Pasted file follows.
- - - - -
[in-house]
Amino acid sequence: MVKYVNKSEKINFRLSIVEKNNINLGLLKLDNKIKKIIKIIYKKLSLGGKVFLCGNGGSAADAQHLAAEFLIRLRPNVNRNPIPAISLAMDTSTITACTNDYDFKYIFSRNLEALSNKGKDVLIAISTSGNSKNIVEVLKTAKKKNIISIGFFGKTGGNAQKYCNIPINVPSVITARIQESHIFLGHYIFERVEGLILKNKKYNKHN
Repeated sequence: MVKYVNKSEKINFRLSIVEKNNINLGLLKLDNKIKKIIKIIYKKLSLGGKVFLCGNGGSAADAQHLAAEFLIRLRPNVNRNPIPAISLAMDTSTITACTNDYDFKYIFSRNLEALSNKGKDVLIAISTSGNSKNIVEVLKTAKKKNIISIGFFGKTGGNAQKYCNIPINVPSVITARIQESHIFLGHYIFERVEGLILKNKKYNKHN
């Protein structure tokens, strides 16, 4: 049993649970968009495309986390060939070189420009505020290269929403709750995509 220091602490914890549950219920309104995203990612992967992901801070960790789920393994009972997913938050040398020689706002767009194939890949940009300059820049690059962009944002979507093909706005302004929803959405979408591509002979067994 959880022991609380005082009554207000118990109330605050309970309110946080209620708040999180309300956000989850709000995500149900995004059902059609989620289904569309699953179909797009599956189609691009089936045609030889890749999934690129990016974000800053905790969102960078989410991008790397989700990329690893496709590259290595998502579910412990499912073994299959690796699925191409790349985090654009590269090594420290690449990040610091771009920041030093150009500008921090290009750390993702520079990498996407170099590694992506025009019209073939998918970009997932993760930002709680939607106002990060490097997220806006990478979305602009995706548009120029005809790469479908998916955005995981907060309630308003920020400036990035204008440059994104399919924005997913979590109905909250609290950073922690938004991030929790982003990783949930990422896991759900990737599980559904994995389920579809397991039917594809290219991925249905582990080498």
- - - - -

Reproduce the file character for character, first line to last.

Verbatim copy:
[in-house]
Amino acid sequence: MVKYVNKSEKINFRLSIVEKNNINLGLLKLDNKIKKIIKIIYKKLSLGGKVFLCGNGGSAADAQHLAAEFLIRLRPNVNRNPIPAISLAMDTSTITACTNDYDFKYIFSRNLEALSNKGKDVLIAISTSGNSKNIVEVLKTAKKKNIISIGFFGKTGGNAQKYCNIPINVPSVITARIQESHIFLGHYIFERVEGLILKNKKYNKHN
Repeated sequence: MVKYVNKSEKINFRLSIVEKNNINLGLLKLDNKIKKIIKIIYKKLSLGGKVFLCGNGGSAADAQHLAAEFLIRLRPNVNRNPIPAISLAMDTSTITACTNDYDFKYIFSRNLEALSNKGKDVLIAISTSGNSKNIVEVLKTAKKKNIISIGFFGKTGGNAQKYCNIPINVPSVITARIQESHIFLGHYIFERVEGLILKNKKYNKHN
């Protein structure tokens, strides 16, 4: 049993649970968009495309986390060939070189420009505020290269929403709750995509 220091602490914890549950219920309104995203990612992967992901801070960790789920393994009972997913938050040398020689706002767009194939890949940009300059820049690059962009944002979507093909706005302004929803959405979408591509002979067994 959880022991609380005082009554207000118990109330605050309970309110946080209620708040999180309300956000989850709000995500149900995004059902059609989620289904569309699953179909797009599956189609691009089936045609030889890749999934690129990016974000800053905790969102960078989410991008790397989700990329690893496709590259290595998502579910412990499912073994299959690796699925191409790349985090654009590269090594420290690449990040610091771009920041030093150009500008921090290009750390993702520079990498996407170099590694992506025009019209073939998918970009997932993760930002709680939607106002990060490097997220806006990478979305602009995706548009120029005809790469479908998916955005995981907060309630308003920020400036990035204008440059994104399919924005997913979590109905909250609290950073922690938004991030929790982003990783949930990422896991759900990737599980559904994995389920579809397991039917594809290219991925249905582990080498």